The Northeast Document Conservation Center reports  that they’ve recorded one hundred of the two hundred and fifty cylinders in the Flanders Ballad Collection.  Quite a milestone!  See the recording system at work and listen to the hundredth cylinder in the NEDCC blog post here!  Take a look at some of the previous posts to learn more about this new sound scanning technology.

Irene Blog

“We Have Sound!”

Categories: Midd Blogosphere

“We Have Sound!” is the title of the IRENE/3D Seeing Sound Blog post from the Northeast Document Conservation Center when they announce that the new recording system is up and running. Middlebury College is fortunate to be part of a grant to reformat the wax cylinder recordings in the Flanders Ballad Collection. See the announcement here, along with more blog posts that follow.  You can even listen to some of the recordings!
NEDCC blog temp

Photos from the Archives showing the area around Twilight Hall

Categories: Midd Blogosphere

President Harry Truman once said “The only thing new in the world is the history you do not know.”  Because the site around Twilight Hall and the Middlebury Municipal Building has recently been a topic of community conversation, we thought people might be interested in these photos from the Middlebury College Archives.   For more information on the history of the site and adjacent buildings, see pages 11 and 12 of A Walking History of Middlebury.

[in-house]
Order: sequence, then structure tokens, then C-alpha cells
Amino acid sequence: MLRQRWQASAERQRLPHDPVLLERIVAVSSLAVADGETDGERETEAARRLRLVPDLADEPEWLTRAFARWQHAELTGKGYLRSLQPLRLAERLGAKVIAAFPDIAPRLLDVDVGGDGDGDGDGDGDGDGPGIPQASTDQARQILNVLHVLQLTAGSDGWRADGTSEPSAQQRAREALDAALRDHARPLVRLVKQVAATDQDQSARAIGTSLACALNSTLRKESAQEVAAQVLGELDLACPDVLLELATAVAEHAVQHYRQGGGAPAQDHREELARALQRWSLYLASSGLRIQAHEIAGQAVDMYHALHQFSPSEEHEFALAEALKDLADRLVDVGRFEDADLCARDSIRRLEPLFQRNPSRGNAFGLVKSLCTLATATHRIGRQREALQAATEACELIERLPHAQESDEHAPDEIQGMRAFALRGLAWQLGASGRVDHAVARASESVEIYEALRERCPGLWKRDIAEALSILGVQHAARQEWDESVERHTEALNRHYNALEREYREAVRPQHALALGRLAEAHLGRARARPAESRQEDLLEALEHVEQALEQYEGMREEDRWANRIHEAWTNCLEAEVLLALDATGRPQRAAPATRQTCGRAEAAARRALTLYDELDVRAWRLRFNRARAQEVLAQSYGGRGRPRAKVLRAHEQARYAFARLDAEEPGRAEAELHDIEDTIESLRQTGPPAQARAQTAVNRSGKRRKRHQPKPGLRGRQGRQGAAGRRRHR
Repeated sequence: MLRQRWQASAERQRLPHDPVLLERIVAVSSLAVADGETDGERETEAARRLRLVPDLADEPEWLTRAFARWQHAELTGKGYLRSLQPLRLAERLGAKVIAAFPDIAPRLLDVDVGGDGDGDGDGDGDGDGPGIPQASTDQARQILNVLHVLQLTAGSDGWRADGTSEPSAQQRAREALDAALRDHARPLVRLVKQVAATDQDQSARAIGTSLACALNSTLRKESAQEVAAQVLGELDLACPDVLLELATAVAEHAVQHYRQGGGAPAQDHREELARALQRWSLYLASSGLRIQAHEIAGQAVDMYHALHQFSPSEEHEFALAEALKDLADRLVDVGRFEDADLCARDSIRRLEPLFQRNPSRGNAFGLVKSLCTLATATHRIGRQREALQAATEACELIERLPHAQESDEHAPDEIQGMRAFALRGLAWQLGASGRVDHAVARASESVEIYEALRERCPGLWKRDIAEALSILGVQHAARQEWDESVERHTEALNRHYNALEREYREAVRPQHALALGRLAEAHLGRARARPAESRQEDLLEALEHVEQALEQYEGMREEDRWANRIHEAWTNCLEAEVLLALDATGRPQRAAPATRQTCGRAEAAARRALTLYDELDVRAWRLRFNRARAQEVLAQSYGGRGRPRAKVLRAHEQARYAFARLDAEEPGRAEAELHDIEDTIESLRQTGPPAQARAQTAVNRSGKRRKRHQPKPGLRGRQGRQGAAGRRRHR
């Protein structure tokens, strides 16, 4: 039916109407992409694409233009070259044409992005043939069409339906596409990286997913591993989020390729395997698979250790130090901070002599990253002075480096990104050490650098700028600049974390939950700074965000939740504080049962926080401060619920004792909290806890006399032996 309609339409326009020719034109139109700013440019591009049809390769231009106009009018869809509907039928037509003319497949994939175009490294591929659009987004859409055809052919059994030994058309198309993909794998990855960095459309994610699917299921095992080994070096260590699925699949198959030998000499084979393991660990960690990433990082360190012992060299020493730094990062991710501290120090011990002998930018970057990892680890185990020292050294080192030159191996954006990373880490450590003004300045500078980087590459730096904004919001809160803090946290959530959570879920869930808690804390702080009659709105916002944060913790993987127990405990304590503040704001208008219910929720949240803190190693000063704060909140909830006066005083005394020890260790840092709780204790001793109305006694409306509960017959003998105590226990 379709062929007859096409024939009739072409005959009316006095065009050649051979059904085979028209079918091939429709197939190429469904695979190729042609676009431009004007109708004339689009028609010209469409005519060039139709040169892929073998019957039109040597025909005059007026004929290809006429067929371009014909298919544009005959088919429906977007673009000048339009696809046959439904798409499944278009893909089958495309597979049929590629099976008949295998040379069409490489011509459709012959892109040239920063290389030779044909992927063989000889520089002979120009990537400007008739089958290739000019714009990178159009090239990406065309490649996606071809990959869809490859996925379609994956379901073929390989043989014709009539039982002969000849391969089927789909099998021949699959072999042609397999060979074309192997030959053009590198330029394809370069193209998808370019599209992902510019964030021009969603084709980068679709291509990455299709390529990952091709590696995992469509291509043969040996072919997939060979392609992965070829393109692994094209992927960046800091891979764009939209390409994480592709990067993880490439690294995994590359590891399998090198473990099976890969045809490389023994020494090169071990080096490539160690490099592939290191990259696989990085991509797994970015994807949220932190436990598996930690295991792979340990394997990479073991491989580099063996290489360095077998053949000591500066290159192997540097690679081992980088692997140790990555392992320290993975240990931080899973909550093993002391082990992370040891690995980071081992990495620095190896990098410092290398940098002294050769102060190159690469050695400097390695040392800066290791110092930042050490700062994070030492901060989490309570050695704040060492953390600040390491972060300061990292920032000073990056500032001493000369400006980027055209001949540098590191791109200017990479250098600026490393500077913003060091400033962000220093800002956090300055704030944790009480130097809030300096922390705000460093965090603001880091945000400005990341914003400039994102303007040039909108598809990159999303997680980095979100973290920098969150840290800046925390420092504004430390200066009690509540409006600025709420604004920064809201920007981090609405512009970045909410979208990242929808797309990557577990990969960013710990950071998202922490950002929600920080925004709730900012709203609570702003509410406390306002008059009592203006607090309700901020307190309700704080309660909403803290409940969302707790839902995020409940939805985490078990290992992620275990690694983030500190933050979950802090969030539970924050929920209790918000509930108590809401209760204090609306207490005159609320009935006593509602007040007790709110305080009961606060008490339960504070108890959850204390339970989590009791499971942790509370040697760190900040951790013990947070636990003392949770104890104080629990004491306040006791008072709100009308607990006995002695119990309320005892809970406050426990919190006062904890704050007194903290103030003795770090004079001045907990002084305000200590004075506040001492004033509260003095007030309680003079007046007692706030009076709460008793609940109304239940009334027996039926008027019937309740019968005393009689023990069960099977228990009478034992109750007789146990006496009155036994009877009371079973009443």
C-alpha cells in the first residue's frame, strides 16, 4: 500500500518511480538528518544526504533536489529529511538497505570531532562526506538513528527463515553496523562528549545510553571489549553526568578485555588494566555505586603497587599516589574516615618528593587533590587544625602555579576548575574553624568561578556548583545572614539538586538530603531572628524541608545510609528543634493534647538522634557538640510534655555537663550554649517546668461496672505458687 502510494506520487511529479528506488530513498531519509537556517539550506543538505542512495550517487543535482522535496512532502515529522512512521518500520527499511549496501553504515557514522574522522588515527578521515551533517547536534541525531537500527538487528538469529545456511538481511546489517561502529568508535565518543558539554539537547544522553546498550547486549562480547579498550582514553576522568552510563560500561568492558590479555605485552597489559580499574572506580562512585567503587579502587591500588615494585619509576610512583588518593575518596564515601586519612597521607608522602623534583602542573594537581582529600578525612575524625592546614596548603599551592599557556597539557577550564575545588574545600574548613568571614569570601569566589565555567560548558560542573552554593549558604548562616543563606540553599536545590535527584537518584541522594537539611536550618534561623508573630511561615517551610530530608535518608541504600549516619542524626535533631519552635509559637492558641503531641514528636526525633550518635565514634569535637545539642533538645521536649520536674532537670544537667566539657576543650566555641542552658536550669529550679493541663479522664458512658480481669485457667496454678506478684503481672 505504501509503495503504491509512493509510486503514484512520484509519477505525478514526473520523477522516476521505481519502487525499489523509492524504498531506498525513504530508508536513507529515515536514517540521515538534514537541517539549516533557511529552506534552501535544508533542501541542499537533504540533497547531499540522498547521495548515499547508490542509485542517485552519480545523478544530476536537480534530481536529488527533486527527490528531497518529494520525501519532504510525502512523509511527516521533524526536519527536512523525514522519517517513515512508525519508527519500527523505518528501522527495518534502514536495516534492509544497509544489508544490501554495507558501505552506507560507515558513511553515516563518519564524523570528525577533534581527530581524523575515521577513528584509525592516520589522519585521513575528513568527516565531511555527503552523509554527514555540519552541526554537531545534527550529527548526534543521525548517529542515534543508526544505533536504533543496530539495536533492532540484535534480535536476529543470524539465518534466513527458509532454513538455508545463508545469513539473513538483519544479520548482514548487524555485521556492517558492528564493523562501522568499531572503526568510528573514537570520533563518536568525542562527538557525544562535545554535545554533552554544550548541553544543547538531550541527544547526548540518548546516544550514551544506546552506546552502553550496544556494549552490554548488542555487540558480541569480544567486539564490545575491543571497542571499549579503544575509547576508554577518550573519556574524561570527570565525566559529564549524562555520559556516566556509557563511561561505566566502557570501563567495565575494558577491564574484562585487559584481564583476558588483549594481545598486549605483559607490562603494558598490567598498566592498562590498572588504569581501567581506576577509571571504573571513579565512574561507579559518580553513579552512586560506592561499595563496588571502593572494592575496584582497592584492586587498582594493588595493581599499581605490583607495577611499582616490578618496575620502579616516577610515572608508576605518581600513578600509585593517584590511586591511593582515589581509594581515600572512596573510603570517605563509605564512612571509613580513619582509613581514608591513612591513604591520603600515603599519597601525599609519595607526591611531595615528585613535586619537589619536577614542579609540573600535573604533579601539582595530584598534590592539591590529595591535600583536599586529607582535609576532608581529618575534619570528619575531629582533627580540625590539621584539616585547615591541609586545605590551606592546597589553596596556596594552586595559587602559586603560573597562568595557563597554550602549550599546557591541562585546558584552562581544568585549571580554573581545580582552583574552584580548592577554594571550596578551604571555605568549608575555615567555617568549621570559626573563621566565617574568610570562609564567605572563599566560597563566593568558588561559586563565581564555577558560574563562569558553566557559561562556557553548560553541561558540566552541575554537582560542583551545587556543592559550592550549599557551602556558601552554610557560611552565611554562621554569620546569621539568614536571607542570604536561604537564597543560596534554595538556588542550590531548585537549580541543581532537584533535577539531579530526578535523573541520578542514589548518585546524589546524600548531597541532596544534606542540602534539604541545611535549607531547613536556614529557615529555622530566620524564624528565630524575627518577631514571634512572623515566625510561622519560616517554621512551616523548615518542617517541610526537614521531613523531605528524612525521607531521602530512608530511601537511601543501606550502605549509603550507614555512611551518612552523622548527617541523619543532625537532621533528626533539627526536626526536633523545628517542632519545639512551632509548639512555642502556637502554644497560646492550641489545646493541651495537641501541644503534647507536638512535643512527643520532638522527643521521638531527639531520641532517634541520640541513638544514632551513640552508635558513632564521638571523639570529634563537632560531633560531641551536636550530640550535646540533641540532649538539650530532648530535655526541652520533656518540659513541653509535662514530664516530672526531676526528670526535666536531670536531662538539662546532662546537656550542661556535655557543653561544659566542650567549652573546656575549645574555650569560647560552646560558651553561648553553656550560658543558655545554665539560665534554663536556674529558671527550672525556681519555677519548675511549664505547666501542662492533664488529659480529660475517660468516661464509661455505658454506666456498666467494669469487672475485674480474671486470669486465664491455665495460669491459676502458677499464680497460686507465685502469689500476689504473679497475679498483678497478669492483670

Click on the photos to enlarge them and see more detail.

View of Academy Park from Old Chapel.  Notice the building site of the Academy (now Twilight Hall) that replaced the previous wooden structure.

View of Middlebury from Old Chapel in 1867. Notice the building site of the Academy (now Twilight Hall) that replaced the previous wooden structure.

Academy Building in 1893, seen from the east end of the park between College and South Main St.

Academy Building in 1893, seen from the east end of the park between College St. and Main St.

Graded School in 1900 seen from College St. just west of Weybridge St.

Graded School in 1900 seen from College St. just east of Weybridge St.

The Academy Building in 1900 seen from the corner of South Main St. and Cross St.

The Graded School in 1900 seen from the corner of Main St. and Cross St.